Elevated BP, or hypertension, is the leading cause of cardiovascular disease morbidity and mortality in many regions worldwide [48]. It is a condition that significantly raises the risks of coronary heart disease, stroke, and renal disease, and also the world’s leading cause of premature death. Over 1.13 billion people globally have elevated BP, with two-thirds of them living in low- and middle-income countries [49]. The prevalence of raised BP increases with age, and in England, it has been estimated that over half of all adults aged ≥ 65 years in 2019 will have had hypertension [50]. There are public health preventive measures to reduce this burden [51]. Moreover, antihypertensive medications are effective, affordable and generally safe, and therefore widely prescribed for managing hypertension in many populations globally. Nevertheless, fewer than 1 in 5 people with hypertension globally have their BP levels under control [48]. In England, nearly a third of all adults have hypertension. More specifically, among all adults in the country, 10% have ‘controlled’ hypertension, 5% have uncontrolled hypertension and 12% have hypertension that remains untreated despite wide access to healthcare provision [50]. However, the continuing efforts for broader use of effective drugs to control and manage raised BP are showing an impact on encouraging trends towards more people with hypertension in England who are receiving treatment and whose raised BP are getting controlled.

Raised blood pressure, blood pressure reduction and bone health outcomes

While raised BP is an established risk factor of CVD, there are suggestions that it also affects long-term bone health. While the underlying mechanisms are not fully understood, elevated BP has been thought to alter calcium metabolism leading to increased calcium loss [15, 16]. Increased sympathetic nervous system activity, enhanced inflammation response and alteration of parathyroid hormone regulation are pathways that have also been suggested to be involved [1, 6,7,8, 13]. This relation between raised BP and low bone mineral density could lead to enhanced bone fragility which may increase the risk of fracture, not least in some susceptible individuals such as among the elderly. There is also a suggestion that hypertension affects balance and mobility [52] thereby increasing the likelihood of falls and, consequently, fractures.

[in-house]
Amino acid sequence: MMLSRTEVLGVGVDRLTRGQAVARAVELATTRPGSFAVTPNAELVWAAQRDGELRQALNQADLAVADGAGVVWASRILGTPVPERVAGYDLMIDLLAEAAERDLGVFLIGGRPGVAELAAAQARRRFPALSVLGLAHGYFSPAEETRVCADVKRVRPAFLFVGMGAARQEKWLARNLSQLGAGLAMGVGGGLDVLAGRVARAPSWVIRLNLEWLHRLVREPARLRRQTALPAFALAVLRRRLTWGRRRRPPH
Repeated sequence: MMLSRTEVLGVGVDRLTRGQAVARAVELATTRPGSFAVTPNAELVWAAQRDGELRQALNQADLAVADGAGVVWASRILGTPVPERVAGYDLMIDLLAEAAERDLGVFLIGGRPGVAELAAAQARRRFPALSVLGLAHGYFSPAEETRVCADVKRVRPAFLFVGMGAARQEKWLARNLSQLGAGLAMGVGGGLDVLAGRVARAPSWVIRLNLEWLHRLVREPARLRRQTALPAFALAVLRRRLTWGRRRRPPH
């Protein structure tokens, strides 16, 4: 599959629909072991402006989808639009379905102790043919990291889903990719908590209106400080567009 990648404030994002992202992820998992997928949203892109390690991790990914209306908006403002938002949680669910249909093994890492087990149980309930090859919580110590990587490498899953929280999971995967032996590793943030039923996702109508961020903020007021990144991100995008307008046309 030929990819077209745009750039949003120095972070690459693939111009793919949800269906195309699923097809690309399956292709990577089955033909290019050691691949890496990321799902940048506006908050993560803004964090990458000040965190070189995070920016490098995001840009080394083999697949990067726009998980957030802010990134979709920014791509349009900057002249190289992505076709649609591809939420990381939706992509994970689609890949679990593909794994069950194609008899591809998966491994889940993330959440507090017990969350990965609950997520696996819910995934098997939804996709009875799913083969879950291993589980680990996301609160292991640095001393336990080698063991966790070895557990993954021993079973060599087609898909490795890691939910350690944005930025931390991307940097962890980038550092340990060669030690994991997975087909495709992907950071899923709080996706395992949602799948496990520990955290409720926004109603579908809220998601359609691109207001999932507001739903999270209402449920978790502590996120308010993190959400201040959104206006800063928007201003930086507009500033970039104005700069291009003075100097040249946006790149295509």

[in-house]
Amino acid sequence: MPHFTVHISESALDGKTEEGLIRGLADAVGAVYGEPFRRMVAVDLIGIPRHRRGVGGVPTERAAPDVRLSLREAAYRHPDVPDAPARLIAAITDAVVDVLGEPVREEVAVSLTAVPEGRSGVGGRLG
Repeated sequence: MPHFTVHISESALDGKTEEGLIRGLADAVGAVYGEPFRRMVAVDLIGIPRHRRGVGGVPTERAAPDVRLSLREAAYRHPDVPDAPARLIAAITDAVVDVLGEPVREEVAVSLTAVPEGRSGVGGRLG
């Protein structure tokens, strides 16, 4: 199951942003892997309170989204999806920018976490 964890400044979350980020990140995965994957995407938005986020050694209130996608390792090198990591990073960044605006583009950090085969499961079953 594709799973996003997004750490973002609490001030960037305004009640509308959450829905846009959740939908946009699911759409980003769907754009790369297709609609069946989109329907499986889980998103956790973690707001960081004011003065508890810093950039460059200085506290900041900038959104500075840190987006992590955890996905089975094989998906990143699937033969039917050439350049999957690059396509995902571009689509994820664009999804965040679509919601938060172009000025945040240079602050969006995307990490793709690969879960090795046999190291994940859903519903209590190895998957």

Few studies have examined the association between BP and BMD. In one small study, hypertensive women were shown to have lower BMD and higher 24-h urinary calcium excretion than normotensive women [17]. A meta-analysis of observational studies observed a heterogeneity in the association between BP and BMD depending on the anatomical location of the bone and ethnicity, although the study largely included cross-sectional studies [53]. In a prospective investigation based on repeated BMD measurements among 3000 elderly women, elevated BP was associated with increased bone loss in the femoral neck after 3 years of follow-up, independently of hormone replacement therapy and use of BP-lowering drugs [14]. It is uncertain if a similar observation can be seen in elderly men.

Limited data exist for investigating the impact of elevated BP on outcomes involving bone fractures. In a large case–control study, a 27% increased risk of any fracture was associated within 3 years of a diagnosis of hypertension, and 11% increase in risk in the longer term [19]. In a prospective study involving 1032 men and 1701 women aged ≥ 50 years, elevated BP was associated with increased risk of any or hip fracture in women, with similar but less precise estimates in men [21]. In another study, mean arterial pressure or hypertension was not shown to predict incident hip fracture, but the study was based only on 176 events in men and 458 in women, and did not account for the use of antihypertensive treatment [54].

There are also other possible pathways by which elevated BP, or rather, its pharmacologic reduction, can influence bone health. Susceptible individuals may develop syncope or hypotension soon after initiating antihypertensive treatment, leading to injurious falls [12] and, consequently, to fractures [55]. Indeed, a history of a fall is a well-established predictor of future fractures [10]. Three randomised clinical trials (RCTs) with relatively long follow-up have separately reported on the effect of BP reduction on fracture outcomes (Table 1), but these trials only involved less than 500 fracture events collectively [56,57,58]. One trial [56] reported no difference in the risk of any fracture between comparison groups, while the other two trials [57, 58] showed suggestive reduction in fracture risk in the active BP-lowering treatment arm, but the confidence interval of the risk estimate included the null value. To our knowledge, no randomised trials have examined the effects of pharmacologic lowering of BP on BMD or osteoporosis outcomes.

Table 1 Randomised clinical blood pressure–lowering treatment trials with long-term follow-up and have reported on the risk of fracture as an outcome

Antihypertensive drug class and bone health outcomes